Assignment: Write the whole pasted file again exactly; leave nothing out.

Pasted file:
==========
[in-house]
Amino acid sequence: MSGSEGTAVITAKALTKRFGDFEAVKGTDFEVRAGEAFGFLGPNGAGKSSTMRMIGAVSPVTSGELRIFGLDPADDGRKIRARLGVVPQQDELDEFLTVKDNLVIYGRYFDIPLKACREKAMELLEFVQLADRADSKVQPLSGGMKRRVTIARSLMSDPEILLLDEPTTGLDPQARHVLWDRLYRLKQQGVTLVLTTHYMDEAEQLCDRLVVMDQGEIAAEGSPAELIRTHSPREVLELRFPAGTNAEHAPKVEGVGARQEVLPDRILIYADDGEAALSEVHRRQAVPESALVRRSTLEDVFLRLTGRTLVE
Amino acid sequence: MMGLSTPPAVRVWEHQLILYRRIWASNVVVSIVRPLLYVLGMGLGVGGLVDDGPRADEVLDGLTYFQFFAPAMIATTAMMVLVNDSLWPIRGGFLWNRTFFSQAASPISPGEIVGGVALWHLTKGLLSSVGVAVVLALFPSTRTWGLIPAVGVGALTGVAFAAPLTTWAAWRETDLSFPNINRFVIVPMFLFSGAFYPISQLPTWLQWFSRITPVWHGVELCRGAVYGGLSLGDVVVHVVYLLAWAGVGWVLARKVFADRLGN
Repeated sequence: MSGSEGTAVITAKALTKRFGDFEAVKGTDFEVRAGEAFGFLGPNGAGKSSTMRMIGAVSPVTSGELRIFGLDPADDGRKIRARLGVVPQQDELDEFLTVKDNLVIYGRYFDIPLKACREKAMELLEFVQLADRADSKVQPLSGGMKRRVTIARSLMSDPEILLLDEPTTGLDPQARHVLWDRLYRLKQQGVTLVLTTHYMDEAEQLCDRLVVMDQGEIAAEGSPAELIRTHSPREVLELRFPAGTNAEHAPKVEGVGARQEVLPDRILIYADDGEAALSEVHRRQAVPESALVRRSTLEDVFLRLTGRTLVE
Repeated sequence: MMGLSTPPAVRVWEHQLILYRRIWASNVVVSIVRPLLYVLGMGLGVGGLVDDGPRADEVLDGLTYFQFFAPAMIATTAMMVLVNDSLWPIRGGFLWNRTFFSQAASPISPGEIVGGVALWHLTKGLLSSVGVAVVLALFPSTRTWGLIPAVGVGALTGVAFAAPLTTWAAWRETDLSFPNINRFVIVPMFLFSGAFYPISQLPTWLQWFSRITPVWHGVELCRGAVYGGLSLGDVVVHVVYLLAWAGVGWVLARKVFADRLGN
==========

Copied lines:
[in-house]
Amino acid sequence: MSGSEGTAVITAKALTKRFGDFEAVKGTDFEVRAGEAFGFLGPNGAGKSSTMRMIGAVSPVTSGELRIFGLDPADDGRKIRARLGVVPQQDELDEFLTVKDNLVIYGRYFDIPLKACREKAMELLEFVQLADRADSKVQPLSGGMKRRVTIARSLMSDPEILLLDEPTTGLDPQARHVLWDRLYRLKQQGVTLVLTTHYMDEAEQLCDRLVVMDQGEIAAEGSPAELIRTHSPREVLELRFPAGTNAEHAPKVEGVGARQEVLPDRILIYADDGEAALSEVHRRQAVPESALVRRSTLEDVFLRLTGRTLVE
Amino acid sequence: MMGLSTPPAVRVWEHQLILYRRIWASNVVVSIVRPLLYVLGMGLGVGGLVDDGPRADEVLDGLTYFQFFAPAMIATTAMMVLVNDSLWPIRGGFLWNRTFFSQAASPISPGEIVGGVALWHLTKGLLSSVGVAVVLALFPSTRTWGLIPAVGVGALTGVAFAAPLTTWAAWRETDLSFPNINRFVIVPMFLFSGAFYPISQLPTWLQWFSRITPVWHGVELCRGAVYGGLSLGDVVVHVVYLLAWAGVGWVLARKVFADRLGN
Repeated sequence: MSGSEGTAVITAKALTKRFGDFEAVKGTDFEVRAGEAFGFLGPNGAGKSSTMRMIGAVSPVTSGELRIFGLDPADDGRKIRARLGVVPQQDELDEFLTVKDNLVIYGRYFDIPLKACREKAMELLEFVQLADRADSKVQPLSGGMKRRVTIARSLMSDPEILLLDEPTTGLDPQARHVLWDRLYRLKQQGVTLVLTTHYMDEAEQLCDRLVVMDQGEIAAEGSPAELIRTHSPREVLELRFPAGTNAEHAPKVEGVGARQEVLPDRILIYADDGEAALSEVHRRQAVPESALVRRSTLEDVFLRLTGRTLVE
Repeated sequence: MMGLSTPPAVRVWEHQLILYRRIWASNVVVSIVRPLLYVLGMGLGVGGLVDDGPRADEVLDGLTYFQFFAPAMIATTAMMVLVNDSLWPIRGGFLWNRTFFSQAASPISPGEIVGGVALWHLTKGLLSSVGVAVVLALFPSTRTWGLIPAVGVGALTGVAFAAPLTTWAAWRETDLSFPNINRFVIVPMFLFSGAFYPISQLPTWLQWFSRITPVWHGVELCRGAVYGGLSLGDVVVHVVYLLAWAGVGWVLARKVFADRLGN